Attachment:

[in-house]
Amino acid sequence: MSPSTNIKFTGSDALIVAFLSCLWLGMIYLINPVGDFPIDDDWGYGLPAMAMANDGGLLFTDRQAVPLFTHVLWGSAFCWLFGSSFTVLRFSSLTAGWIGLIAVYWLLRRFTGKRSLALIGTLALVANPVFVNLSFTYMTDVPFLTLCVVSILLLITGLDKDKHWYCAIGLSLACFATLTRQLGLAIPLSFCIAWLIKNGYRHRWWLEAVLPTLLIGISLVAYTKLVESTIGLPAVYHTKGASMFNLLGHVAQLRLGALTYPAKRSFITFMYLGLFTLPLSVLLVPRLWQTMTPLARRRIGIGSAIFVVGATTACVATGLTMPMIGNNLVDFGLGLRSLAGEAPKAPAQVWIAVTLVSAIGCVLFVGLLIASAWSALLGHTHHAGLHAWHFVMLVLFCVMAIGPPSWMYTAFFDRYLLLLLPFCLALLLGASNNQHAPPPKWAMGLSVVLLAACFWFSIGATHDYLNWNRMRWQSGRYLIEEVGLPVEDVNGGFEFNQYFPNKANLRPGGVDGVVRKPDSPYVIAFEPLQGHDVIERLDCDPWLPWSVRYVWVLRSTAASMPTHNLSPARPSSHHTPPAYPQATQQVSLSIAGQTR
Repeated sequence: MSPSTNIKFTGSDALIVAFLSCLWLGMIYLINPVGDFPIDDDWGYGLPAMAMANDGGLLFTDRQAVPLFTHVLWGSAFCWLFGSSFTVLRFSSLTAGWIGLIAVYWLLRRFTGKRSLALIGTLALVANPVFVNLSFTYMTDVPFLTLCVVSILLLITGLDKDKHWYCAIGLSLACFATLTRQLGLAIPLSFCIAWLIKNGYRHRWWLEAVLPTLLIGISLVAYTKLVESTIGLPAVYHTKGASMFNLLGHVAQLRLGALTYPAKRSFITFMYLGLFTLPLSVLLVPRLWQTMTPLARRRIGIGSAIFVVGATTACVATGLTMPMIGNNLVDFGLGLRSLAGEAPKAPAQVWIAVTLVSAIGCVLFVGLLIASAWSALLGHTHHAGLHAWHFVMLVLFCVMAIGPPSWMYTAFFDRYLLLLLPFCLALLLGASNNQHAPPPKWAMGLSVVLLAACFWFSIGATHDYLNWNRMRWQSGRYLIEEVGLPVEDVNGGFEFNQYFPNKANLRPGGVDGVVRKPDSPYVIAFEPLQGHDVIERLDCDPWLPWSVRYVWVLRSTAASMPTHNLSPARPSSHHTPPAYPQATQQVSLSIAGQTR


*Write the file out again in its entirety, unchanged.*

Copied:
[in-house]
Amino acid sequence: MSPSTNIKFTGSDALIVAFLSCLWLGMIYLINPVGDFPIDDDWGYGLPAMAMANDGGLLFTDRQAVPLFTHVLWGSAFCWLFGSSFTVLRFSSLTAGWIGLIAVYWLLRRFTGKRSLALIGTLALVANPVFVNLSFTYMTDVPFLTLCVVSILLLITGLDKDKHWYCAIGLSLACFATLTRQLGLAIPLSFCIAWLIKNGYRHRWWLEAVLPTLLIGISLVAYTKLVESTIGLPAVYHTKGASMFNLLGHVAQLRLGALTYPAKRSFITFMYLGLFTLPLSVLLVPRLWQTMTPLARRRIGIGSAIFVVGATTACVATGLTMPMIGNNLVDFGLGLRSLAGEAPKAPAQVWIAVTLVSAIGCVLFVGLLIASAWSALLGHTHHAGLHAWHFVMLVLFCVMAIGPPSWMYTAFFDRYLLLLLPFCLALLLGASNNQHAPPPKWAMGLSVVLLAACFWFSIGATHDYLNWNRMRWQSGRYLIEEVGLPVEDVNGGFEFNQYFPNKANLRPGGVDGVVRKPDSPYVIAFEPLQGHDVIERLDCDPWLPWSVRYVWVLRSTAASMPTHNLSPARPSSHHTPPAYPQATQQVSLSIAGQTR
Repeated sequence: MSPSTNIKFTGSDALIVAFLSCLWLGMIYLINPVGDFPIDDDWGYGLPAMAMANDGGLLFTDRQAVPLFTHVLWGSAFCWLFGSSFTVLRFSSLTAGWIGLIAVYWLLRRFTGKRSLALIGTLALVANPVFVNLSFTYMTDVPFLTLCVVSILLLITGLDKDKHWYCAIGLSLACFATLTRQLGLAIPLSFCIAWLIKNGYRHRWWLEAVLPTLLIGISLVAYTKLVESTIGLPAVYHTKGASMFNLLGHVAQLRLGALTYPAKRSFITFMYLGLFTLPLSVLLVPRLWQTMTPLARRRIGIGSAIFVVGATTACVATGLTMPMIGNNLVDFGLGLRSLAGEAPKAPAQVWIAVTLVSAIGCVLFVGLLIASAWSALLGHTHHAGLHAWHFVMLVLFCVMAIGPPSWMYTAFFDRYLLLLLPFCLALLLGASNNQHAPPPKWAMGLSVVLLAACFWFSIGATHDYLNWNRMRWQSGRYLIEEVGLPVEDVNGGFEFNQYFPNKANLRPGGVDGVVRKPDSPYVIAFEPLQGHDVIERLDCDPWLPWSVRYVWVLRSTAASMPTHNLSPARPSSHHTPPAYPQATQQVSLSIAGQTR